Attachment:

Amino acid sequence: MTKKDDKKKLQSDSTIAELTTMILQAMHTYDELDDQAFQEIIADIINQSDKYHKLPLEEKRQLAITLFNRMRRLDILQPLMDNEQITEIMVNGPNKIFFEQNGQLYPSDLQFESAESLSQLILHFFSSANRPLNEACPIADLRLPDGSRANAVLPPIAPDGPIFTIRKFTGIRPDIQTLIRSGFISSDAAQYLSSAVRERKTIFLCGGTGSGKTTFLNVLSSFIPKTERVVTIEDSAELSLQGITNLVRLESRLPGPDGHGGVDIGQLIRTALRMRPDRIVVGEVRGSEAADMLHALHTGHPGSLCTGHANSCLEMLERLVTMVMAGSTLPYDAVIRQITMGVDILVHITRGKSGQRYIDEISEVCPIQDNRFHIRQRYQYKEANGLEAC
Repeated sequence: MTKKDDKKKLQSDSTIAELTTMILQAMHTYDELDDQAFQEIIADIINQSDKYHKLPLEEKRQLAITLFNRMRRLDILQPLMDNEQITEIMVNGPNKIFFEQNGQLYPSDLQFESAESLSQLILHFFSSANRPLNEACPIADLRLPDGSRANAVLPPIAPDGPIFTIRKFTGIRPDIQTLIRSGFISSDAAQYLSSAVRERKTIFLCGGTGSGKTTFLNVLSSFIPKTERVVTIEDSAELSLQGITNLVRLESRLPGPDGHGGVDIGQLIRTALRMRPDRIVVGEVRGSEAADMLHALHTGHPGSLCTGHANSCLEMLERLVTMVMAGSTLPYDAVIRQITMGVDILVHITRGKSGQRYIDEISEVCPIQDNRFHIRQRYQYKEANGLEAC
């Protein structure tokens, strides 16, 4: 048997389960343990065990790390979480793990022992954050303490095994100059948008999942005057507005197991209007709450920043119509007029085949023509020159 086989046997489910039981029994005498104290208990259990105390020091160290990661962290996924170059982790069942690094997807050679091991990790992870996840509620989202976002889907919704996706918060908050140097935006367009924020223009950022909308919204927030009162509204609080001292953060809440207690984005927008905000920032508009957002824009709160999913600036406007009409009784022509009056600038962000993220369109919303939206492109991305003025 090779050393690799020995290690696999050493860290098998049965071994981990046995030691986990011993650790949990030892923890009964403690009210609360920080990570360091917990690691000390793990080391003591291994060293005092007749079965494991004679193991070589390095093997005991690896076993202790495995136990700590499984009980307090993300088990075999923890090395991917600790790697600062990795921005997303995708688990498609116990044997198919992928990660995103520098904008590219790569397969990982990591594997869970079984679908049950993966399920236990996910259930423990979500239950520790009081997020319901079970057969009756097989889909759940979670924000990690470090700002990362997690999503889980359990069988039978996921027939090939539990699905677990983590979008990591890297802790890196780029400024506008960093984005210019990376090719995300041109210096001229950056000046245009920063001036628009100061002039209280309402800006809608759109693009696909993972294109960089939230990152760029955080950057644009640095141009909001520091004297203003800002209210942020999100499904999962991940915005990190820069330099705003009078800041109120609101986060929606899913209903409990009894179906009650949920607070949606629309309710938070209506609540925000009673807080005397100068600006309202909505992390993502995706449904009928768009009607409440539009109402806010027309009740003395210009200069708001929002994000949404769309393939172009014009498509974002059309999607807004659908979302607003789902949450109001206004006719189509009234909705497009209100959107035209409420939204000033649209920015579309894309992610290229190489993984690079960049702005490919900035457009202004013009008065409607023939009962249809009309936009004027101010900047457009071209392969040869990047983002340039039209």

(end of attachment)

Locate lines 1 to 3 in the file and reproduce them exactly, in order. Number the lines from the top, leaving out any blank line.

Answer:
Amino acid sequence: MTKKDDKKKLQSDSTIAELTTMILQAMHTYDELDDQAFQEIIADIINQSDKYHKLPLEEKRQLAITLFNRMRRLDILQPLMDNEQITEIMVNGPNKIFFEQNGQLYPSDLQFESAESLSQLILHFFSSANRPLNEACPIADLRLPDGSRANAVLPPIAPDGPIFTIRKFTGIRPDIQTLIRSGFISSDAAQYLSSAVRERKTIFLCGGTGSGKTTFLNVLSSFIPKTERVVTIEDSAELSLQGITNLVRLESRLPGPDGHGGVDIGQLIRTALRMRPDRIVVGEVRGSEAADMLHALHTGHPGSLCTGHANSCLEMLERLVTMVMAGSTLPYDAVIRQITMGVDILVHITRGKSGQRYIDEISEVCPIQDNRFHIRQRYQYKEANGLEAC
Repeated sequence: MTKKDDKKKLQSDSTIAELTTMILQAMHTYDELDDQAFQEIIADIINQSDKYHKLPLEEKRQLAITLFNRMRRLDILQPLMDNEQITEIMVNGPNKIFFEQNGQLYPSDLQFESAESLSQLILHFFSSANRPLNEACPIADLRLPDGSRANAVLPPIAPDGPIFTIRKFTGIRPDIQTLIRSGFISSDAAQYLSSAVRERKTIFLCGGTGSGKTTFLNVLSSFIPKTERVVTIEDSAELSLQGITNLVRLESRLPGPDGHGGVDIGQLIRTALRMRPDRIVVGEVRGSEAADMLHALHTGHPGSLCTGHANSCLEMLERLVTMVMAGSTLPYDAVIRQITMGVDILVHITRGKSGQRYIDEISEVCPIQDNRFHIRQRYQYKEANGLEAC
């Protein structure tokens, strides 16, 4: 048997389960343990065990790390979480793990022992954050303490095994100059948008999942005057507005197991209007709450920043119509007029085949023509020159 086989046997489910039981029994005498104290208990259990105390020091160290990661962290996924170059982790069942690094997807050679091991990790992870996840509620989202976002889907919704996706918060908050140097935006367009924020223009950022909308919204927030009162509204609080001292953060809440207690984005927008905000920032508009957002824009709160999913600036406007009409009784022509009056600038962000993220369109919303939206492109991305003025 090779050393690799020995290690696999050493860290098998049965071994981990046995030691986990011993650790949990030892923890009964403690009210609360920080990570360091917990690691000390793990080391003591291994060293005092007749079965494991004679193991070589390095093997005991690896076993202790495995136990700590499984009980307090993300088990075999923890090395991917600790790697600062990795921005997303995708688990498609116990044997198919992928990660995103520098904008590219790569397969990982990591594997869970079984679908049950993966399920236990996910259930423990979500239950520790009081997020319901079970057969009756097989889909759940979670924000990690470090700002990362997690999503889980359990069988039978996921027939090939539990699905677990983590979008990591890297802790890196780029400024506008960093984005210019990376090719995300041109210096001229950056000046245009920063001036628009100061002039209280309402800006809608759109693009696909993972294109960089939230990152760029955080950057644009640095141009909001520091004297203003800002209210942020999100499904999962991940915005990190820069330099705003009078800041109120609101986060929606899913209903409990009894179906009650949920607070949606629309309710938070209506609540925000009673807080005397100068600006309202909505992390993502995706449904009928768009009607409440539009109402806010027309009740003395210009200069708001929002994000949404769309393939172009014009498509974002059309999607807004659908979302607003789902949450109001206004006719189509009234909705497009209100959107035209409420939204000033649209920015579309894309992610290229190489993984690079960049702005490919900035457009202004013009008065409607023939009962249809009309936009004027101010900047457009071209392969040869990047983002340039039209």